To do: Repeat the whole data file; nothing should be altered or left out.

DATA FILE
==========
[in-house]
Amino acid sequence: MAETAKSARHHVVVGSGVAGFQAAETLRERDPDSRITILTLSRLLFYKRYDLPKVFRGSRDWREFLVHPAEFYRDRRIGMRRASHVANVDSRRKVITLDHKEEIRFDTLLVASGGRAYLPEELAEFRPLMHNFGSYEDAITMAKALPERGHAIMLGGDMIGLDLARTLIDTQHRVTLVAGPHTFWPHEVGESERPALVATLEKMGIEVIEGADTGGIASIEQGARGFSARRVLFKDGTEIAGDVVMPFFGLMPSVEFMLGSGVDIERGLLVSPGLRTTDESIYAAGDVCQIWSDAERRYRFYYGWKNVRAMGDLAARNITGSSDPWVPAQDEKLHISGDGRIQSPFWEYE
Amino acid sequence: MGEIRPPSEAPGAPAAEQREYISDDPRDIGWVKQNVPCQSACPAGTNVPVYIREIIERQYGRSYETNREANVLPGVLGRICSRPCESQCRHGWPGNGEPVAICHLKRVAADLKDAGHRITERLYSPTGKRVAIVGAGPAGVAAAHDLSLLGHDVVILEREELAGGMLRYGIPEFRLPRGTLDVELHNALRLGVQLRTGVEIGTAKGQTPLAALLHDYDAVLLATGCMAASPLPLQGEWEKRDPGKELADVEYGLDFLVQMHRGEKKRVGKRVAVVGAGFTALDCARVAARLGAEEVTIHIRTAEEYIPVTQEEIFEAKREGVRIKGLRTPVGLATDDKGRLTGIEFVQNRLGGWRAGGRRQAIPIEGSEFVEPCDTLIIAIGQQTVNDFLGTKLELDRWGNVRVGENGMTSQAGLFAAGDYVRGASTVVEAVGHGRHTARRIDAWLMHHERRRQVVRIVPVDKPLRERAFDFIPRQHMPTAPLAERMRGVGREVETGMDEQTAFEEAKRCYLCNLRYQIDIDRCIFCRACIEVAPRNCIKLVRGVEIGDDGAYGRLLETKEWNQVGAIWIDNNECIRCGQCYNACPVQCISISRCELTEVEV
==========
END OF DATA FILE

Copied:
[in-house]
Amino acid sequence: MAETAKSARHHVVVGSGVAGFQAAETLRERDPDSRITILTLSRLLFYKRYDLPKVFRGSRDWREFLVHPAEFYRDRRIGMRRASHVANVDSRRKVITLDHKEEIRFDTLLVASGGRAYLPEELAEFRPLMHNFGSYEDAITMAKALPERGHAIMLGGDMIGLDLARTLIDTQHRVTLVAGPHTFWPHEVGESERPALVATLEKMGIEVIEGADTGGIASIEQGARGFSARRVLFKDGTEIAGDVVMPFFGLMPSVEFMLGSGVDIERGLLVSPGLRTTDESIYAAGDVCQIWSDAERRYRFYYGWKNVRAMGDLAARNITGSSDPWVPAQDEKLHISGDGRIQSPFWEYE
Amino acid sequence: MGEIRPPSEAPGAPAAEQREYISDDPRDIGWVKQNVPCQSACPAGTNVPVYIREIIERQYGRSYETNREANVLPGVLGRICSRPCESQCRHGWPGNGEPVAICHLKRVAADLKDAGHRITERLYSPTGKRVAIVGAGPAGVAAAHDLSLLGHDVVILEREELAGGMLRYGIPEFRLPRGTLDVELHNALRLGVQLRTGVEIGTAKGQTPLAALLHDYDAVLLATGCMAASPLPLQGEWEKRDPGKELADVEYGLDFLVQMHRGEKKRVGKRVAVVGAGFTALDCARVAARLGAEEVTIHIRTAEEYIPVTQEEIFEAKREGVRIKGLRTPVGLATDDKGRLTGIEFVQNRLGGWRAGGRRQAIPIEGSEFVEPCDTLIIAIGQQTVNDFLGTKLELDRWGNVRVGENGMTSQAGLFAAGDYVRGASTVVEAVGHGRHTARRIDAWLMHHERRRQVVRIVPVDKPLRERAFDFIPRQHMPTAPLAERMRGVGREVETGMDEQTAFEEAKRCYLCNLRYQIDIDRCIFCRACIEVAPRNCIKLVRGVEIGDDGAYGRLLETKEWNQVGAIWIDNNECIRCGQCYNACPVQCISISRCELTEVEV